Yep. Next thing you know, St. James park will look like this hellhole:


Read Full Post »

Park Or Parking?

Park or parking?

The new owner of the old SCPA school presented plans Wednesday to turn the historic building into 170 market-rate apartments, preserving details from marble arches to blackboards.

The catch: He wants to turn half of the old playground into a parking lot. Pendleton residents who have long treasured and used the greenspace provided significant push back on that point. They described walking their dogs, picnicking and playing in a kickball league there.

“It is important to us to preserve natural resources as much as historic resources,” neighbor Myra Greenberg said to applause from the crowd of around 100 at the Pendleton Community Council meeting. “It was the residents who planted all the trees that are there now. The citizens owned this space for 60 years.”

John Watson, principal of Indianapolis-based Core Redevelopment, said the apartments will range from 500 to 1,100 square feet, and $775 to $1,600 monthly rent. He insisted that the $23 million development requires 230 spaces, less than the 255 spaces dictated by zoning.

“I have to park people somewhere,” Watson said.

On-street parking isn’t an option, he said: “Within three blocks of the school there are some negative influences. I can’t ignore that.”

“Negative influences” presumably refers to the people of color in the neighborhood.

Watson said he’s short about $3 million on funding for the project, assuming he receives historic tax credits. “We’re talking to the city about helping to close that gap, a couple of not-for-profits,” he said. “I’m confident we’ll get there, but we’re not there yet.”

Hmm, if only there were some way to save $3 million. Perhaps by using existing parking:


Read Full Post »

The Three Stooges

In case you missed it, here is video of the Amtrak Press Conference — where it was announced that California will be buying Acela-2 trainsets.

And if you were wondering how (or why?) a single trainset may be designed for both the NEC and CHSRA, you can listen as John Boardman explains that it is simply a matter of switching the trucks…or um, something.

And if you were wondering how this will reduce costs for California, you can listen as Jeff Morales explains that Buy-America policies, and a proprietary FRA spec will increase their buying power…or um, something.

Actually, the entire video is a huge embarrassment to the profession. I suggest having a lot of stiff drinks to make it through all the cringe-worthy moments.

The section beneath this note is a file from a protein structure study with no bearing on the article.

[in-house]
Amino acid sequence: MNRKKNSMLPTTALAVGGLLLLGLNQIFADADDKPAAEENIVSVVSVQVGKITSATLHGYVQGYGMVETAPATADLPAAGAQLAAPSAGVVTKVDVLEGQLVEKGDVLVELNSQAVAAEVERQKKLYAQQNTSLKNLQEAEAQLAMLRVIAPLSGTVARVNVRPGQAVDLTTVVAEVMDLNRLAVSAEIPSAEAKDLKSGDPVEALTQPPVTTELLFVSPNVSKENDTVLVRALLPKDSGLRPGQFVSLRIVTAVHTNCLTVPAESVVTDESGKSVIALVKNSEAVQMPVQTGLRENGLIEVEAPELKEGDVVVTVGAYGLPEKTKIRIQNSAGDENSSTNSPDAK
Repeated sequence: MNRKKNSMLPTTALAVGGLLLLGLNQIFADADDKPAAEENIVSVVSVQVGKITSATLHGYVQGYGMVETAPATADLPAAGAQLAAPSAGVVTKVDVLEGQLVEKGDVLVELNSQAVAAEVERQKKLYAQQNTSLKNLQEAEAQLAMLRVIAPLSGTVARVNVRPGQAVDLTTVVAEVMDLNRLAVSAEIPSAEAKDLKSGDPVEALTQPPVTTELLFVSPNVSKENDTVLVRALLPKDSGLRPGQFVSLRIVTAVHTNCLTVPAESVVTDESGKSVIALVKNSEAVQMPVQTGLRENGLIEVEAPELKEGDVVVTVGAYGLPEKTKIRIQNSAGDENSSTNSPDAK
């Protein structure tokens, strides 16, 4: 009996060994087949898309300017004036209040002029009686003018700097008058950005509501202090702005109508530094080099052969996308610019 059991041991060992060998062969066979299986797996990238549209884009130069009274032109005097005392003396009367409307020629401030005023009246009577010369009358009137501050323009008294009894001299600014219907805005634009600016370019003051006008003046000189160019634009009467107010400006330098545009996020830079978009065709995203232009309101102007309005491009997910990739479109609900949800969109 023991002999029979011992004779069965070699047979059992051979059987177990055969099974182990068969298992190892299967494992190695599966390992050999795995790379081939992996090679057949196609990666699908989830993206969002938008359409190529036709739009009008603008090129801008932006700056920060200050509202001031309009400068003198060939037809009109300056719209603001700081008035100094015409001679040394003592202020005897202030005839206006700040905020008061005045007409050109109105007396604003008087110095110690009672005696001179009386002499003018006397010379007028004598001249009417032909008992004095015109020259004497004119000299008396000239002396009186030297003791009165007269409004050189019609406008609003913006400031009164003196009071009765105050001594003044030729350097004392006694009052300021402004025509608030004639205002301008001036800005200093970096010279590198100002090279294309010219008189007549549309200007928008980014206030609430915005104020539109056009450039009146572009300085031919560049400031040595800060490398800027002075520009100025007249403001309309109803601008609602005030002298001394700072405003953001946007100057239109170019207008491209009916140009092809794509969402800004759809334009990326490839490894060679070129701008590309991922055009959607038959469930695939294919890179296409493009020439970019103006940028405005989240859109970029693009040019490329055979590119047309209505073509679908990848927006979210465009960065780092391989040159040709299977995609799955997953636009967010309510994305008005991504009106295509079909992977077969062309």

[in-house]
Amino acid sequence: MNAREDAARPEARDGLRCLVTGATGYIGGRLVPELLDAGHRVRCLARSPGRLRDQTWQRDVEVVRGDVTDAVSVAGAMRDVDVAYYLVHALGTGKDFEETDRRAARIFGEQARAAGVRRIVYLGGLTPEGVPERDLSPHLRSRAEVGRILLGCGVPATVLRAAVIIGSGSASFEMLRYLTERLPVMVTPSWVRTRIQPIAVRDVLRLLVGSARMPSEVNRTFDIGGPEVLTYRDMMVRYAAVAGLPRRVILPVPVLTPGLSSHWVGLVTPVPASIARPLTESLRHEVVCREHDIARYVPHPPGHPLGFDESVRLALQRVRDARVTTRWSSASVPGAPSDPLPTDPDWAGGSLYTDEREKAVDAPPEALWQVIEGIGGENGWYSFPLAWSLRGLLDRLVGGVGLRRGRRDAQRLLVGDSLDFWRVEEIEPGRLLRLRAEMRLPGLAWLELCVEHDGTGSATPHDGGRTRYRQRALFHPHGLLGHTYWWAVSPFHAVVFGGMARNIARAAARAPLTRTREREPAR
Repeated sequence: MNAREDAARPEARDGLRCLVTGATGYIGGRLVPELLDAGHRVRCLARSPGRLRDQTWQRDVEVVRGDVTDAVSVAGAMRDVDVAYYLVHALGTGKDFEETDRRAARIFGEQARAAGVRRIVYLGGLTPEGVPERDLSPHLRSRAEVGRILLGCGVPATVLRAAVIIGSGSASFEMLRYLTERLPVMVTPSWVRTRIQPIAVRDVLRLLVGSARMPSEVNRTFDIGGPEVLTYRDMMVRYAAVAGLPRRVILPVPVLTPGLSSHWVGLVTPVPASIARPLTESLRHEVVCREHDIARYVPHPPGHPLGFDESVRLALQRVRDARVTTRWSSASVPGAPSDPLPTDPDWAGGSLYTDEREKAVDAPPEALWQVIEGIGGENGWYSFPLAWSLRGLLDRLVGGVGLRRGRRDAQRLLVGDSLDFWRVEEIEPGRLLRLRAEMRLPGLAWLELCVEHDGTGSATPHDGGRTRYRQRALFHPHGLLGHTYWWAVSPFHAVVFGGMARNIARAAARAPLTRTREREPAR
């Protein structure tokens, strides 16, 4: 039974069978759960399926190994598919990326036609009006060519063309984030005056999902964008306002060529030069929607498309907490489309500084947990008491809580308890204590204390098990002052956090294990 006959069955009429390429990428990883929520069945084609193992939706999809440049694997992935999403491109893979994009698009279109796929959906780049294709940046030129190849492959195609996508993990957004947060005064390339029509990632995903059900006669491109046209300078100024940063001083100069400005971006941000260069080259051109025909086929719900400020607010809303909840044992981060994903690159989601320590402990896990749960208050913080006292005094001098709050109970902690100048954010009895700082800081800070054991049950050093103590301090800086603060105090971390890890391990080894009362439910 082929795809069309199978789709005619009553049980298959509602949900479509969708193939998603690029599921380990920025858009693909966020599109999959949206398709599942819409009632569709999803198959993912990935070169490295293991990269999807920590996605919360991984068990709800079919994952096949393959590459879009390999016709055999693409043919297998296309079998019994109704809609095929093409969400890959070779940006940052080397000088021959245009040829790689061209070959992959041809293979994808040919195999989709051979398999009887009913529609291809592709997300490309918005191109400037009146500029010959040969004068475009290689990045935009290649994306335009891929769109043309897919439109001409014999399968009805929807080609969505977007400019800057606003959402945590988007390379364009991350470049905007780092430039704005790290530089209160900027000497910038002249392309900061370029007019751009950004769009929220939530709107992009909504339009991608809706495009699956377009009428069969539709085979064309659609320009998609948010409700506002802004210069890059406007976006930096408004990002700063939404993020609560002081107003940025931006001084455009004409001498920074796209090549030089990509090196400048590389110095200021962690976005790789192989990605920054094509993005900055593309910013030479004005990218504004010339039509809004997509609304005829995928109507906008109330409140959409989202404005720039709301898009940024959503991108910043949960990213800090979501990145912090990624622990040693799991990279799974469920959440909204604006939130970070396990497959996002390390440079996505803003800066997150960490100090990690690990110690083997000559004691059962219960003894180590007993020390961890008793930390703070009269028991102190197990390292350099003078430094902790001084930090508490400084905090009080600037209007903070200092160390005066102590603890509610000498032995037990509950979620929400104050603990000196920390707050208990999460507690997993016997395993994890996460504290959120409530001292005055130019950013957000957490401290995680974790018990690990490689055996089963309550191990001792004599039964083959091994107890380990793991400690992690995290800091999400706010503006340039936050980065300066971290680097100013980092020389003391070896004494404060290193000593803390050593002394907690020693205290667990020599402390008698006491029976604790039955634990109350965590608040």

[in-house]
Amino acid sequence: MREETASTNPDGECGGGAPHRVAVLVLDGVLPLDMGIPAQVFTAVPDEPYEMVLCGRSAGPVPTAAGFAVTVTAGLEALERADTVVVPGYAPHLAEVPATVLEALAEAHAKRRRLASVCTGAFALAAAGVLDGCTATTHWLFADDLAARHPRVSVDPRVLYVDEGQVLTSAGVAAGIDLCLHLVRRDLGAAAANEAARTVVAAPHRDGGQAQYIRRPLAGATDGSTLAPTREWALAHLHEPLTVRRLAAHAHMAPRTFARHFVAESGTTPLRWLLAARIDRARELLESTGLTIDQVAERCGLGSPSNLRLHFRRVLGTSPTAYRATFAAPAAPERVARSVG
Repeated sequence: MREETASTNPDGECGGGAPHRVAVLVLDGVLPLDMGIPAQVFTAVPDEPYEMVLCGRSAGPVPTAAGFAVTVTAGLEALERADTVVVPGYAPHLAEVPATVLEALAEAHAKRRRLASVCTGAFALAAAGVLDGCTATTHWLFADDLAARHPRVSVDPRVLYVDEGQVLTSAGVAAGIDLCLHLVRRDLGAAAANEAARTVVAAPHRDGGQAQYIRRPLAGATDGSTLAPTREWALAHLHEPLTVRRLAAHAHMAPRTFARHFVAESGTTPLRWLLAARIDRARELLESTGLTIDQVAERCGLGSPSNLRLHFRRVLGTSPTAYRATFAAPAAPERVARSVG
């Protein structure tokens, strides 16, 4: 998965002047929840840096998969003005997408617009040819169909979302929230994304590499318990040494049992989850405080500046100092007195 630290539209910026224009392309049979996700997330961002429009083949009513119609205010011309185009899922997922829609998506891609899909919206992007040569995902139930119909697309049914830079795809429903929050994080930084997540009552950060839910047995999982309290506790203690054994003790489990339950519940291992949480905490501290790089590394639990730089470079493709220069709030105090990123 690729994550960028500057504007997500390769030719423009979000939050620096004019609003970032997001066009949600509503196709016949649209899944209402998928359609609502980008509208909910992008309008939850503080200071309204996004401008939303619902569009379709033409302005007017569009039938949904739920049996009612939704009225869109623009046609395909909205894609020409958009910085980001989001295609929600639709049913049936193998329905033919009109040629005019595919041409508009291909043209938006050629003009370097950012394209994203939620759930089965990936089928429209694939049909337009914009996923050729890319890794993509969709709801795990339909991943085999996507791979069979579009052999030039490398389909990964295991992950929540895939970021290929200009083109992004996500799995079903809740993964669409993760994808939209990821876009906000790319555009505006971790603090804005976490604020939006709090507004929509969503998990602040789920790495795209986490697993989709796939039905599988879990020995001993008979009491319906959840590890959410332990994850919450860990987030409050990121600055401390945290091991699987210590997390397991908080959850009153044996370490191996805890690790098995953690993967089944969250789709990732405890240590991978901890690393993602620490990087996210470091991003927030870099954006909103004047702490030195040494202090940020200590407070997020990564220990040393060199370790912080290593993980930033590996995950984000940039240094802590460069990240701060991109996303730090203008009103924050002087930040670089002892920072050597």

Read Full Post »

One of the puzzling things about the CHSRA has been its inability to work with existing partners. For example: Caltrain and the CHSRA are supposed to be sharing track and stations (as part of the “blended” plan) — but there has been almost no cooperation between the two agencies. Those new EMU trains that Caltrain will be getting with electrification are being designed without any input from CHSRA. Same for the new Caltrain signal system.

And now that mystery got a lot weirder. Amtrak and the CHSRA have announced they will be doing a joint procurement on train sets:

Amtrak and the California High-Speed Rail Authority (CHSRA) are joining forces in the search for proven high-speed rail (HSR) train sets currently being manufactured and in commercial service that are capable of operating safely at speeds up to 220 mph on both Amtrak’s Northeast Corridor (NEC) and on California’s developing HSR corridor.

“This is about investing in 21st Century state-of-the art high-speed rail,” said California High-Speed Rail Authority CEO Jeff Morales. “We are pleased to join with Amtrak and look forward to continued collaboration in the future. This is a natural fit since Amtrak’s Northeast Corridor and California will be the bookends for American high-speed rail.”

Perhaps Jeff Morales isn’t familiar with North American geography? California and the Northeast Corridor are several thousand miles apart.

Seriously, it is really hard to come up with a rational explanation for this plan. The NEC is a 100-year-old legacy infrastructure, whereas the CHSRA is nearly a clean-sheet design. Why make California’s system backwards-compatible with a legacy rail system thousands of miles away?

Read Full Post »


In court today, Lindsay Lohan’s attorney submitted a Not Guilty plea on reckless driving charges:

Lohan is charged with reckless driving, lying to police about whether she was driving when her Porsche slammed into the back of a dump truck, and obstructing police from performing their duties. The accident occurred while Lohan and her assistant were on their way to shoot a beach scene for the television movie “Liz and Dick.” The actress told police that she wasn’t driving, but police suspect she was behind the wheel.

Lohan already has two DWI convictions, and was also caught driving on a suspended license. She has been involved in numerous accidents. The Jalopnik blog asks the obvious question: how does Lohan still have a driver’s license?

At the very least, her car insurance must be ridiculous. Lohan and driving were enough of a concern for Lifetime producers to specify that she couldn’t operate a motor vehicle while they were filming Liz & Dick, in which Lohan starred as Elizabeth Taylor (the insurance for the picture would have been too high). Just this year, she’s been involved in three accidents, one of them a hit and run.

I’m sure her high income helps with the car insurance payments, but a more troubling question is why the DMV has not taken action? Sadly, it probably isn’t because she is rich and famous. It is rare for the DMV to revoke anyone’s license, even when there is ample reason to do so. 

The tabloid press, of course, enjoys playing up Lohan’s driving antics. And it is all fun and games, until she hits a babystroller.